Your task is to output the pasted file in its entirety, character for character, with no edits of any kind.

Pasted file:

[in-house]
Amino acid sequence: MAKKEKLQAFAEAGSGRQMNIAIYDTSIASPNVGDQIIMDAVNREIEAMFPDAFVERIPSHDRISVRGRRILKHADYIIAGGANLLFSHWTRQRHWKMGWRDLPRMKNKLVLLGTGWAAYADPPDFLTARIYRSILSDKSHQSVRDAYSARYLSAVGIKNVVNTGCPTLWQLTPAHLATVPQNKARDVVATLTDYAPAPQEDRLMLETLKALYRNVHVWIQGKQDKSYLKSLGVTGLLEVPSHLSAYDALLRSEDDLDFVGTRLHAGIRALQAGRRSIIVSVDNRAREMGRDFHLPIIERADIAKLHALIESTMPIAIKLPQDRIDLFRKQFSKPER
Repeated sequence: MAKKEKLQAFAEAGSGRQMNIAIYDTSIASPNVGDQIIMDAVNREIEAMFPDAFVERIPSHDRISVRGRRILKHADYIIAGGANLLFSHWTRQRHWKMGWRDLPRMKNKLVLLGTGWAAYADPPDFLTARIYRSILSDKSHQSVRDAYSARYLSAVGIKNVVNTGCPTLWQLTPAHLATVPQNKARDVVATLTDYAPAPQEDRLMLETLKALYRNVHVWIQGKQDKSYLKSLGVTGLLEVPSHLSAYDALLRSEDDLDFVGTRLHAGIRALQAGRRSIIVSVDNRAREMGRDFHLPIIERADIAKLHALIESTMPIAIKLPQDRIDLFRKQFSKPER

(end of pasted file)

[in-house]
Amino acid sequence: MAKKEKLQAFAEAGSGRQMNIAIYDTSIASPNVGDQIIMDAVNREIEAMFPDAFVERIPSHDRISVRGRRILKHADYIIAGGANLLFSHWTRQRHWKMGWRDLPRMKNKLVLLGTGWAAYADPPDFLTARIYRSILSDKSHQSVRDAYSARYLSAVGIKNVVNTGCPTLWQLTPAHLATVPQNKARDVVATLTDYAPAPQEDRLMLETLKALYRNVHVWIQGKQDKSYLKSLGVTGLLEVPSHLSAYDALLRSEDDLDFVGTRLHAGIRALQAGRRSIIVSVDNRAREMGRDFHLPIIERADIAKLHALIESTMPIAIKLPQDRIDLFRKQFSKPER
Repeated sequence: MAKKEKLQAFAEAGSGRQMNIAIYDTSIASPNVGDQIIMDAVNREIEAMFPDAFVERIPSHDRISVRGRRILKHADYIIAGGANLLFSHWTRQRHWKMGWRDLPRMKNKLVLLGTGWAAYADPPDFLTARIYRSILSDKSHQSVRDAYSARYLSAVGIKNVVNTGCPTLWQLTPAHLATVPQNKARDVVATLTDYAPAPQEDRLMLETLKALYRNVHVWIQGKQDKSYLKSLGVTGLLEVPSHLSAYDALLRSEDDLDFVGTRLHAGIRALQAGRRSIIVSVDNRAREMGRDFHLPIIERADIAKLHALIESTMPIAIKLPQDRIDLFRKQFSKPER